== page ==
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1.  A Study of Upper Extremity Training for Patients with Stroke Using a Virtual Environment System 
[Purpose] A virtual environment (VE) system was designed to facilitate the retraining of motor control by feedback of movement trajectory to patients with neurological impairments, such as stroke victims or those with an acquired brain injury. In this study, we quantitatively assessed motion trajectory of the upper extremity during VE in order to further understand the effect of paralyzed upper extremity movement in VE for each patient as well as the functional clinical evaluations. [Subjects and Methods] Six patients with stroke were participated in this study. The VE system consisted of a computer, an electromagnetic motion tracking device, which monitored and displayed patient movement on the computer, and the VE software, which provided the tools for creating training scenes. This system was used to facilitate motor relearning of the upper extremity for six patients with stroke. [Results] The results showed there were improvements in variability and accuracy of the arm movement in motion trajectory. In addition, the scores of clinical evaluations improved, and VE did not hinder motor relearning of the upper extremity, which is necessary for activities of daily living. [Conclusion] This VE system might be effective at facilitating motor relearning of the upper extremity for stroke patients.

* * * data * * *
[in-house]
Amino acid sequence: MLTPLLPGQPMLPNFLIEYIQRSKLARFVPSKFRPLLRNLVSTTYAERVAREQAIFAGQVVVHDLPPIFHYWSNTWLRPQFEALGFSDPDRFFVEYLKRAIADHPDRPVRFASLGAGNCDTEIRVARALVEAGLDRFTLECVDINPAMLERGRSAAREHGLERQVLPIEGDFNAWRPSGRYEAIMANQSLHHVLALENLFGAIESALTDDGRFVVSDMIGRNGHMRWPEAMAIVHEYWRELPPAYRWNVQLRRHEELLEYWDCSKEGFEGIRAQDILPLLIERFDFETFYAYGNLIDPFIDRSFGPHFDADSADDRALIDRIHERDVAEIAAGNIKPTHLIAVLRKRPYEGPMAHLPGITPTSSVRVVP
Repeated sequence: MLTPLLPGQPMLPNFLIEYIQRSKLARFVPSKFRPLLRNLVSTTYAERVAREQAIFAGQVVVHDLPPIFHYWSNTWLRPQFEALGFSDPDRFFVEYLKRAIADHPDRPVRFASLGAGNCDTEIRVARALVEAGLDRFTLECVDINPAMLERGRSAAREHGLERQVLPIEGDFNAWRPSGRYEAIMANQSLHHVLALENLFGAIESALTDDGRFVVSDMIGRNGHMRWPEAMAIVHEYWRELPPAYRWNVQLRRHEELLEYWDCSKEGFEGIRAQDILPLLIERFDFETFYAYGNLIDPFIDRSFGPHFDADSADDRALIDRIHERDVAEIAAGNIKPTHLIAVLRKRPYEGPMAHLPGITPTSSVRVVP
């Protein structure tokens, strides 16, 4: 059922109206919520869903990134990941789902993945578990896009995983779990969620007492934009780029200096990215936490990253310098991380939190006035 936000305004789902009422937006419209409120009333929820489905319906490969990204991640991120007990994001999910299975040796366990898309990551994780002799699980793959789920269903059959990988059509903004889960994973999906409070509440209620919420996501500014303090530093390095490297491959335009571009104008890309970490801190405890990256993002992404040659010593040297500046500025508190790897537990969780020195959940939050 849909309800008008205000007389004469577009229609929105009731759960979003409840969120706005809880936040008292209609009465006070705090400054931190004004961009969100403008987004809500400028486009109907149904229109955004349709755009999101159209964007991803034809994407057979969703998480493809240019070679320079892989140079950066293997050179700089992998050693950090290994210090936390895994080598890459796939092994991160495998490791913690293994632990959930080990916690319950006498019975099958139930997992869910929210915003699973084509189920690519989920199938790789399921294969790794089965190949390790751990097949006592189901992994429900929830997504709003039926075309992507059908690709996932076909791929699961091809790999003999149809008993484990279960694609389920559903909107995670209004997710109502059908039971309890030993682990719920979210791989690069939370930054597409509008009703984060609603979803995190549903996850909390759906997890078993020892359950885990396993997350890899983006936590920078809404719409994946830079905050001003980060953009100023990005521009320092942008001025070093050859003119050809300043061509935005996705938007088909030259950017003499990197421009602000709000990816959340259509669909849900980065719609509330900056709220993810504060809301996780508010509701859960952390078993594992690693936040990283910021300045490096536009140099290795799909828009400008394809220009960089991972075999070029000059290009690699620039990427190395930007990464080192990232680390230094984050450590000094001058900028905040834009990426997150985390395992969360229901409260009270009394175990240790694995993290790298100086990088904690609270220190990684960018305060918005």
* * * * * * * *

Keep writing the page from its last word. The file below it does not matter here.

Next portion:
doi:10.1589/jpts.25.575
PMCID: PMC3804986  PMID: 24259805
Hemiplegia; Upper extremity function; Virtual reality technology
2.  A Unique Type of Dural Arteriovenous Fistula at Confluence of Sinuses Treated with Endovascular Embolization: A Case Report 
Neurointervention  2013;8(1):34-40.
Dural arteriovenous fistula (DAVF) is classically defined as abnormal arteriovenous connections located within the dural leaflets. Though the exact etiology is still not clear, they are generally accepted as acquired lesions. However, some DAVFs formed as the congenital disorders are called dural arteriovenous malformations and these lesions with a marked cortical venous reflux are considered to be aggressive and warrant an early intervention. The authors describe a case of 35-year-old man presented with unique type of DAVF. The fistula was located adjacent to the confluence of venous sinuses with multiple feeders. The feeders drained into a large venous pouch just anterior to the confluence which had a bilateral venous drainage. This was associated with multiple cerebellar venous ectasia along the draining cortical vein. It was managed by staged endovascular procedures and complete cure could be achieved. The pathogenesis and technique of embolization of this complex fistula/malformation are also discussed.
doi:10.5469/neuroint.2013.8.1.34
PMCID: PMC3601279  PMID: 23515562
Dural arteriovenous fistula; Confluence of sinuses; Embolization; Cortical reflux; Varix
3.  A System Utilizing Metal Hydride Actuators to Achieve Passive Motion of Toe Joints for Prevention of Pressure Ulcers: A Pilot Study